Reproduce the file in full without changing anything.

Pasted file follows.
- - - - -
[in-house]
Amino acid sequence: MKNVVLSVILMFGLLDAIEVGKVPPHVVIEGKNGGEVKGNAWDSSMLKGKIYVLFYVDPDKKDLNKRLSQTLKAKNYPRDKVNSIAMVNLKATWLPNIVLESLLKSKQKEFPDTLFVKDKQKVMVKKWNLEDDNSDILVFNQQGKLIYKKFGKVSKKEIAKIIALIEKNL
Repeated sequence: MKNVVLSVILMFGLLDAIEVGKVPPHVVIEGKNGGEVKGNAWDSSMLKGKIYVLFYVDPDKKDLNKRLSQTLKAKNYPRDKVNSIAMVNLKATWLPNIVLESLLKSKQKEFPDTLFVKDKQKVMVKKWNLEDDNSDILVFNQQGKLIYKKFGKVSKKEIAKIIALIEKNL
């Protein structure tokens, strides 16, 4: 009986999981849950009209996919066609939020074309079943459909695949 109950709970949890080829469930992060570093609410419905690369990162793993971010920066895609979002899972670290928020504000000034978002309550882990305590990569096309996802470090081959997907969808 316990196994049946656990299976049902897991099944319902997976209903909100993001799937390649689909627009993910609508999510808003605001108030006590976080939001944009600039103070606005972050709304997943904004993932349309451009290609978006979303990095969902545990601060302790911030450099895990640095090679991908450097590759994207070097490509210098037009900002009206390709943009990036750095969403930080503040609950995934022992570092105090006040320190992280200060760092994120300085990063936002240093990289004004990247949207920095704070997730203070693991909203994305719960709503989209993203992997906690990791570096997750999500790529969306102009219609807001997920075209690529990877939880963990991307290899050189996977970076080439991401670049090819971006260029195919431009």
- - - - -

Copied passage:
[in-house]
Amino acid sequence: MKNVVLSVILMFGLLDAIEVGKVPPHVVIEGKNGGEVKGNAWDSSMLKGKIYVLFYVDPDKKDLNKRLSQTLKAKNYPRDKVNSIAMVNLKATWLPNIVLESLLKSKQKEFPDTLFVKDKQKVMVKKWNLEDDNSDILVFNQQGKLIYKKFGKVSKKEIAKIIALIEKNL
Repeated sequence: MKNVVLSVILMFGLLDAIEVGKVPPHVVIEGKNGGEVKGNAWDSSMLKGKIYVLFYVDPDKKDLNKRLSQTLKAKNYPRDKVNSIAMVNLKATWLPNIVLESLLKSKQKEFPDTLFVKDKQKVMVKKWNLEDDNSDILVFNQQGKLIYKKFGKVSKKEIAKIIALIEKNL
């Protein structure tokens, strides 16, 4: 009986999981849950009209996919066609939020074309079943459909695949 109950709970949890080829469930992060570093609410419905690369990162793993971010920066895609979002899972670290928020504000000034978002309550882990305590990569096309996802470090081959997907969808 316990196994049946656990299976049902897991099944319902997976209903909100993001799937390649689909627009993910609508999510808003605001108030006590976080939001944009600039103070606005972050709304997943904004993932349309451009290609978006979303990095969902545990601060302790911030450099895990640095090679991908450097590759994207070097490509210098037009900002009206390709943009990036750095969403930080503040609950995934022992570092105090006040320190992280200060760092994120300085990063936002240093990289004004990247949207920095704070997730203070693991909203994305719960709503989209993203992997906690990791570096997750999500790529969306102009219609807001997920075209690529990877939880963990991307290899050189996977970076080439991401670049090819971006260029195919431009």